Director: Burr Steers
Run Time: 1h 47m
From Austen to Zombies. Too much Austen. Not enough Zombies.
In this re-telling of Jane Austen’s most famous novel, The Bennett sisters have traded in their hobby of sitting around and talking for sword-fighting around and talking. England has suffered a zombie apocalypse as a result of the Black Plague. The city now has a 100-ft chasm surrounding it, with a single bridge leading to the wasteland. In between London and said wasteland is an area known as…the In-Between. (This is where the fair maidens of the Bennet family live.) The ladies of 19th century England now have to worry about fighting off gossip of spinster-ism while also fighting off the undead. The Bennett sisters in particular have been trained in the art of sword-fighting and practice often–while simultaneously having Austen-like conversations. Elizabeth (Lily James) is of course the most skilled fighter as she is the sister least likely to find a match when it comes to love. That is until she meets Colonel Darcy (Sam Riley). He’s cynical and combat-ready like Elizabeth though they are both too proud to act on any affection. However they will need one another in a battle that could either destroy London or save it.
While watching Pride and Prejudice and Zombies I struggled back and forth with my feelings towards it.
This is kinda cool.
No, nevermind this is dumb.
Perhaps it has redeeming qualities…
Oh no they didn’t!
After such a tiresome thought process I arrived at the definitive conclusion that this film is in fact a hot mess. It wanted so badly to rise above mediocrity but alas plummeted into the 100-ft moat surrounding London. The consequence is to forever remain at the bottom of the abyss with the undead. Where it should be.
The largest and most tiresome flaw was confining itself to world of Austen. Every bit that tied back to the classic tale was forced and unnecessary. Why strap yourself to the restraints of Pride & Prejudice if it was so uncomfortable to do so? I understand there is a novel (by Seth Grahame-Smith) that hatched this evil plan and while it might be amazing–I wouldn’t know–it certainly didn’t translate well to screen. A zombie outbreak in 1800’s England could’ve been well-managed without the cutesy nod to Miss Austen. The character names and circumstances were inconsequential to the story. Having Elizabeth Bennet and Fitzwilliam Darcy be the main characters added nothing. Had the film not been so confined to the book perhaps it could’ve been better. Great concept. Poor execution.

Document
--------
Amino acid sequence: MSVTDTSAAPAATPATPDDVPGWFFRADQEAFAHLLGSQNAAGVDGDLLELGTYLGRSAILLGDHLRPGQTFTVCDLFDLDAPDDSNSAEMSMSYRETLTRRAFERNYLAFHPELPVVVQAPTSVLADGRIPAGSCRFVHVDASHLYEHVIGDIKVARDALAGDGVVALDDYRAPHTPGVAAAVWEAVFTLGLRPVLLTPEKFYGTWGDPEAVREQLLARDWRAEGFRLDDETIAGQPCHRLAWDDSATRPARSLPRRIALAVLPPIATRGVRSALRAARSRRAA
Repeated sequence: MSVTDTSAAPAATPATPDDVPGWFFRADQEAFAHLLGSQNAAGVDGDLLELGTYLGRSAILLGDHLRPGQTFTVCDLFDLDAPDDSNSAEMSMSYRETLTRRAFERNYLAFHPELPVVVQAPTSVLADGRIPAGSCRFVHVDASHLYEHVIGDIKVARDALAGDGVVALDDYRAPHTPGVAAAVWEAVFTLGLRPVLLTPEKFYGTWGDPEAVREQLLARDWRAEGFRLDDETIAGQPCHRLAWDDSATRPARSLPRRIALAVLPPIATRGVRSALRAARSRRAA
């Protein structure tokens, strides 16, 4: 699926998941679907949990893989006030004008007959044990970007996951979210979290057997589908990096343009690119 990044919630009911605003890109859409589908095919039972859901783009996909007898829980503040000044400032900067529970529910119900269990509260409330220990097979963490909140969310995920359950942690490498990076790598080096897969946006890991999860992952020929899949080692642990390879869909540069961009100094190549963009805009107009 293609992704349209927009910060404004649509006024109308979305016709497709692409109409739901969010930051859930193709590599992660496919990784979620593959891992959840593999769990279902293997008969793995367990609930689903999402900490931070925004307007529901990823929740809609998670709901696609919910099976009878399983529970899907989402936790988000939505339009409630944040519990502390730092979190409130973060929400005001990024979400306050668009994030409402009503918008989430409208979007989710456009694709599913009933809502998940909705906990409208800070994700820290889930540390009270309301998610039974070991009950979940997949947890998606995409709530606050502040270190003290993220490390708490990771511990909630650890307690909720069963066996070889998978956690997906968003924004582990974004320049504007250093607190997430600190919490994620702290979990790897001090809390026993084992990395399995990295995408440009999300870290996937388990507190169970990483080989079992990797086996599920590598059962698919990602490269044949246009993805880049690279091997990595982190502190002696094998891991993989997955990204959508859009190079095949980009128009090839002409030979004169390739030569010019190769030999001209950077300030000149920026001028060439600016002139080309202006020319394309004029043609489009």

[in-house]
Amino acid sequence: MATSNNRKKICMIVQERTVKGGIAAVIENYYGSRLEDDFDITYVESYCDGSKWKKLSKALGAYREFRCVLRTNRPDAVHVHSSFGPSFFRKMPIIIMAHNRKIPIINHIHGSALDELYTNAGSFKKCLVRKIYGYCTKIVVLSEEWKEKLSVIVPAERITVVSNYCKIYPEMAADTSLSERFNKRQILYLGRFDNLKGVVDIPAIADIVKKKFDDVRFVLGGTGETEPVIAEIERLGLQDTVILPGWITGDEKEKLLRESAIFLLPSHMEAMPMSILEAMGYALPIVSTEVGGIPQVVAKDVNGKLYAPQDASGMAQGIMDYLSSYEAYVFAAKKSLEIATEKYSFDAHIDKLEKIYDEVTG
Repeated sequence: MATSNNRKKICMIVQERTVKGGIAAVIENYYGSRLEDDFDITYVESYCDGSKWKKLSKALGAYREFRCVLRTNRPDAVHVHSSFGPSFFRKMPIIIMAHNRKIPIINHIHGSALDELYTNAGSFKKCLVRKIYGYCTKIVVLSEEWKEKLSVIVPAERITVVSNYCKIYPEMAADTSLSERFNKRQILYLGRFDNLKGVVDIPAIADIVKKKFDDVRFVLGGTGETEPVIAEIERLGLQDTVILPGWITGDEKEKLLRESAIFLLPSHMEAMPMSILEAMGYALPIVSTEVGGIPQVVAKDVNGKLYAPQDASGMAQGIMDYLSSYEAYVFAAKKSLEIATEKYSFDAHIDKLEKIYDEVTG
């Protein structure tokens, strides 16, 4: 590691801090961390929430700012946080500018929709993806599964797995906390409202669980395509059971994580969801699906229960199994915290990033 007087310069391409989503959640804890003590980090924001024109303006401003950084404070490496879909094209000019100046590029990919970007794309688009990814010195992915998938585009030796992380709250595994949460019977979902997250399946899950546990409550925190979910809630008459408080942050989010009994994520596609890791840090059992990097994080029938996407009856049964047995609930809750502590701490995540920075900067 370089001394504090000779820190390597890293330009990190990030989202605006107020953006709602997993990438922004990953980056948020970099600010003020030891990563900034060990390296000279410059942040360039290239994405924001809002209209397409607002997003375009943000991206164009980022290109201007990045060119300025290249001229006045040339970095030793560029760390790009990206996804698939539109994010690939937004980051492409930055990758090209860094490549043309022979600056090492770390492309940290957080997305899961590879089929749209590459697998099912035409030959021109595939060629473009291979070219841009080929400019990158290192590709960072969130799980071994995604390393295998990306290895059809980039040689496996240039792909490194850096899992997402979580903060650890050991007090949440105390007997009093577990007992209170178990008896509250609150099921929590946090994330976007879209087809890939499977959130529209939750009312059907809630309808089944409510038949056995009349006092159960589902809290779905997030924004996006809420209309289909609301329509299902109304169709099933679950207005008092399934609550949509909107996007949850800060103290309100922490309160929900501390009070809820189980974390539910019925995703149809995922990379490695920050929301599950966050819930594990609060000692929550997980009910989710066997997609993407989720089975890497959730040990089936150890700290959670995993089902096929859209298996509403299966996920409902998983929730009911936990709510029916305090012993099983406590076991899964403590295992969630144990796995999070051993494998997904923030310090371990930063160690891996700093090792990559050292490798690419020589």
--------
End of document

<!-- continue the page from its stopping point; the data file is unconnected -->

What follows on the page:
The 19th century zombies were the only appreciated aspect of this mashup. Apparently if you were a zombie back then, you’d maintain some level of poise and aristocracy. So you’d invite your victims to tea before devouring their brains like biscuits. It played more into the comedy side of things and it worked. Never quite made me laugh but the idea was intriguing to say the least.
Speaking of comedy, this film attempted to classify itself as comedy horror. So…where was the comedy? I laughed a grand total of three times (I kept count) and all three occasions involved the adorably detestable Mr. Collins (Matt Smith). That’s incredibly unsatisfying to have only a single character provide all of the humor. I understand the need for the plucky comic relief, but other characters should have the opportunity to demand a few laughs…or any at all.
I have neither qualms nor praise for the acting. I adore Lily James, and Matt Smith was by far my favorite. Everyone else was just kind of there. Nothing was particularly distracting but they certainly didn’t shine either. The only thing that was off=putting had more to do with weapons wielding than acting. Allegedly the Bennet sisters are skillfully trained in the art of zombie slaying. However only Lily James looked at ease with a weapon in her hands. Granted Elizabeth was supposed to be the most skilled, but that doesn’t mean much when her sisters are severely lacking.
By camping out in the realm of safe and average, this film failed for me. It either needed to take itself a lot more seriously and give the audience an incredible zombie experience, or throw caution to the wind and be gloriously ridiculous that we have no choice but to love it. I cannot recommend this film, but if you’re super bored one night it might make an okay Netflix viewing in a few months.
Something similar, though still not great, would be Abraham Lincoln: Vampire Hunter. Inspired by Grahame-Smith’s ingenious idea to meld the classic with the horrific, it’s not actually a very good movie. But it is another in the same genre of historical horror mashups.